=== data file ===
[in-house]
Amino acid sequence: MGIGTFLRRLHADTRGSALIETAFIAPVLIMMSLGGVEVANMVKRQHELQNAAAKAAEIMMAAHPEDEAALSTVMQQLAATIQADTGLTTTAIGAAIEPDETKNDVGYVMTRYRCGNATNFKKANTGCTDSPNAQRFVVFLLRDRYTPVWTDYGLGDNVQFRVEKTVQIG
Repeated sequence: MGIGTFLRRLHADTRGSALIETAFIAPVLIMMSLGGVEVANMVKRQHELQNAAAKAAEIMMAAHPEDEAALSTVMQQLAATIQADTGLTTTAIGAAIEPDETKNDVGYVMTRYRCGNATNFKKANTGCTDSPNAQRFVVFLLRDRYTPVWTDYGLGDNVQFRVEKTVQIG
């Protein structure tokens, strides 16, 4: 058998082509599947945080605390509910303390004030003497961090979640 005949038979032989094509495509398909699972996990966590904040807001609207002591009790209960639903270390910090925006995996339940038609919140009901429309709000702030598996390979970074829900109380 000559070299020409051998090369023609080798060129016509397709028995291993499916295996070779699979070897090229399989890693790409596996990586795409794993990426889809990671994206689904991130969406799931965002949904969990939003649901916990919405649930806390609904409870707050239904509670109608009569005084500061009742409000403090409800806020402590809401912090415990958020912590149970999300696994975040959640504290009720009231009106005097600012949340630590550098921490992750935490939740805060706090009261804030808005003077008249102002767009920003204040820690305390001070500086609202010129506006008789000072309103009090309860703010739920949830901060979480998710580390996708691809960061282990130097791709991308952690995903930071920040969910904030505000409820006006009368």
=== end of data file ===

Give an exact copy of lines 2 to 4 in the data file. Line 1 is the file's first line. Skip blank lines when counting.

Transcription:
Amino acid sequence: MGIGTFLRRLHADTRGSALIETAFIAPVLIMMSLGGVEVANMVKRQHELQNAAAKAAEIMMAAHPEDEAALSTVMQQLAATIQADTGLTTTAIGAAIEPDETKNDVGYVMTRYRCGNATNFKKANTGCTDSPNAQRFVVFLLRDRYTPVWTDYGLGDNVQFRVEKTVQIG
Repeated sequence: MGIGTFLRRLHADTRGSALIETAFIAPVLIMMSLGGVEVANMVKRQHELQNAAAKAAEIMMAAHPEDEAALSTVMQQLAATIQADTGLTTTAIGAAIEPDETKNDVGYVMTRYRCGNATNFKKANTGCTDSPNAQRFVVFLLRDRYTPVWTDYGLGDNVQFRVEKTVQIG
């Protein structure tokens, strides 16, 4: 058998082509599947945080605390509910303390004030003497961090979640 005949038979032989094509495509398909699972996990966590904040807001609207002591009790209960639903270390910090925006995996339940038609919140009901429309709000702030598996390979970074829900109380 000559070299020409051998090369023609080798060129016509397709028995291993499916295996070779699979070897090229399989890693790409596996990586795409794993990426889809990671994206689904991130969406799931965002949904969990939003649901916990919405649930806390609904409870707050239904509670109608009569005084500061009742409000403090409800806020402590809401912090415990958020912590149970999300696994975040959640504290009720009231009106005097600012949340630590550098921490992750935490939740805060706090009261804030808005003077008249102002767009920003204040820690305390001070500086609202010129506006008789000072309103009090309860703010739920949830901060979480998710580390996708691809960061282990130097791709991308952690995903930071920040969910904030505000409820006006009368």